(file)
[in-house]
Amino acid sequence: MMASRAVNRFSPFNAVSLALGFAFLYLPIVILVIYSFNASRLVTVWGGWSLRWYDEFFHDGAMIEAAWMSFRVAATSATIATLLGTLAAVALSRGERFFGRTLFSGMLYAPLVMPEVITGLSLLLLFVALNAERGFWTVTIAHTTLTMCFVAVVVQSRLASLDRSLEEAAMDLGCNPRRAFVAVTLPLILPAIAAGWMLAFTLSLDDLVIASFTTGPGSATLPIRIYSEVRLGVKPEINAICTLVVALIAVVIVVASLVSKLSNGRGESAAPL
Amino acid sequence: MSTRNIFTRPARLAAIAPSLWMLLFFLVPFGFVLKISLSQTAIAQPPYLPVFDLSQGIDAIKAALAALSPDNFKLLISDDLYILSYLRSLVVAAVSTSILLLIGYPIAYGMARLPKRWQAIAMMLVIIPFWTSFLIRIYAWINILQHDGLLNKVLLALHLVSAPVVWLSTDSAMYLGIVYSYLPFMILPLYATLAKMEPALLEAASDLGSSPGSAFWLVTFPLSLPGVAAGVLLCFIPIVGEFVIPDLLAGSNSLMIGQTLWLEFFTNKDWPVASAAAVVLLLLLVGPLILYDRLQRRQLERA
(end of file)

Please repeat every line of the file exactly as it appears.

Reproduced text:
[in-house]
Amino acid sequence: MMASRAVNRFSPFNAVSLALGFAFLYLPIVILVIYSFNASRLVTVWGGWSLRWYDEFFHDGAMIEAAWMSFRVAATSATIATLLGTLAAVALSRGERFFGRTLFSGMLYAPLVMPEVITGLSLLLLFVALNAERGFWTVTIAHTTLTMCFVAVVVQSRLASLDRSLEEAAMDLGCNPRRAFVAVTLPLILPAIAAGWMLAFTLSLDDLVIASFTTGPGSATLPIRIYSEVRLGVKPEINAICTLVVALIAVVIVVASLVSKLSNGRGESAAPL
Amino acid sequence: MSTRNIFTRPARLAAIAPSLWMLLFFLVPFGFVLKISLSQTAIAQPPYLPVFDLSQGIDAIKAALAALSPDNFKLLISDDLYILSYLRSLVVAAVSTSILLLIGYPIAYGMARLPKRWQAIAMMLVIIPFWTSFLIRIYAWINILQHDGLLNKVLLALHLVSAPVVWLSTDSAMYLGIVYSYLPFMILPLYATLAKMEPALLEAASDLGSSPGSAFWLVTFPLSLPGVAAGVLLCFIPIVGEFVIPDLLAGSNSLMIGQTLWLEFFTNKDWPVASAAAVVLLLLLVGPLILYDRLQRRQLERA